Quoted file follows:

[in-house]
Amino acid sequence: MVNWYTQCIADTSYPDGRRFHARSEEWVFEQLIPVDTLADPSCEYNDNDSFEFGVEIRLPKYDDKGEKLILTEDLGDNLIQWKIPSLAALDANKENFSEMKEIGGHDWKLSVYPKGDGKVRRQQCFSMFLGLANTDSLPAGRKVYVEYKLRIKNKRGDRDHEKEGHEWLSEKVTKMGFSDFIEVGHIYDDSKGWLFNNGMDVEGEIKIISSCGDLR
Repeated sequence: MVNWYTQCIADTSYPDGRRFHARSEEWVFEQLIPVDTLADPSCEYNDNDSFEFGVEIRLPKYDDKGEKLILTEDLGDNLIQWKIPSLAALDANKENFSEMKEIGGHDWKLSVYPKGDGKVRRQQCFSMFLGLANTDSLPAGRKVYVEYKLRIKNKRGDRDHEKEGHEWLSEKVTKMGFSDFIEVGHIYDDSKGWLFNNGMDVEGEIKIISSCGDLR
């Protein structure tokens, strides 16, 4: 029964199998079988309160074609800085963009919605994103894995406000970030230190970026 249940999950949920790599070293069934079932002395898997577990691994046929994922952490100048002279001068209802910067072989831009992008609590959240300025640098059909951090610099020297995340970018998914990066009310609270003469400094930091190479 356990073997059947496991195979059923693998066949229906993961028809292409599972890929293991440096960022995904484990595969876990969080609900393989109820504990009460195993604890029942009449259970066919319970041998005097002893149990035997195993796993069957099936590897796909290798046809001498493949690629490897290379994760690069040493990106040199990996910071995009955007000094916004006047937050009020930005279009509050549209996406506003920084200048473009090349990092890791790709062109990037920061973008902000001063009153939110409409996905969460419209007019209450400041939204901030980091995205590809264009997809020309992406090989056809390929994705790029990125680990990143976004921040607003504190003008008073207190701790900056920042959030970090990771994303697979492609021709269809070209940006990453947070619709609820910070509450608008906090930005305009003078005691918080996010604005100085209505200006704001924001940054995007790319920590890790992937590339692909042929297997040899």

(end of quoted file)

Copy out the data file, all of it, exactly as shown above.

[in-house]
Amino acid sequence: MVNWYTQCIADTSYPDGRRFHARSEEWVFEQLIPVDTLADPSCEYNDNDSFEFGVEIRLPKYDDKGEKLILTEDLGDNLIQWKIPSLAALDANKENFSEMKEIGGHDWKLSVYPKGDGKVRRQQCFSMFLGLANTDSLPAGRKVYVEYKLRIKNKRGDRDHEKEGHEWLSEKVTKMGFSDFIEVGHIYDDSKGWLFNNGMDVEGEIKIISSCGDLR
Repeated sequence: MVNWYTQCIADTSYPDGRRFHARSEEWVFEQLIPVDTLADPSCEYNDNDSFEFGVEIRLPKYDDKGEKLILTEDLGDNLIQWKIPSLAALDANKENFSEMKEIGGHDWKLSVYPKGDGKVRRQQCFSMFLGLANTDSLPAGRKVYVEYKLRIKNKRGDRDHEKEGHEWLSEKVTKMGFSDFIEVGHIYDDSKGWLFNNGMDVEGEIKIISSCGDLR
């Protein structure tokens, strides 16, 4: 029964199998079988309160074609800085963009919605994103894995406000970030230190970026 249940999950949920790599070293069934079932002395898997577990691994046929994922952490100048002279001068209802910067072989831009992008609590959240300025640098059909951090610099020297995340970018998914990066009310609270003469400094930091190479 356990073997059947496991195979059923693998066949229906993961028809292409599972890929293991440096960022995904484990595969876990969080609900393989109820504990009460195993604890029942009449259970066919319970041998005097002893149990035997195993796993069957099936590897796909290798046809001498493949690629490897290379994760690069040493990106040199990996910071995009955007000094916004006047937050009020930005279009509050549209996406506003920084200048473009090349990092890791790709062109990037920061973008902000001063009153939110409409996905969460419209007019209450400041939204901030980091995205590809264009997809020309992406090989056809390929994705790029990125680990990143976004921040607003504190003008008073207190701790900056920042959030970090990771994303697979492609021709269809070209940006990453947070619709609820910070509450608008906090930005305009003078005691918080996010604005100085209505200006704001924001940054995007790319920590890790992937590339692909042929297997040899």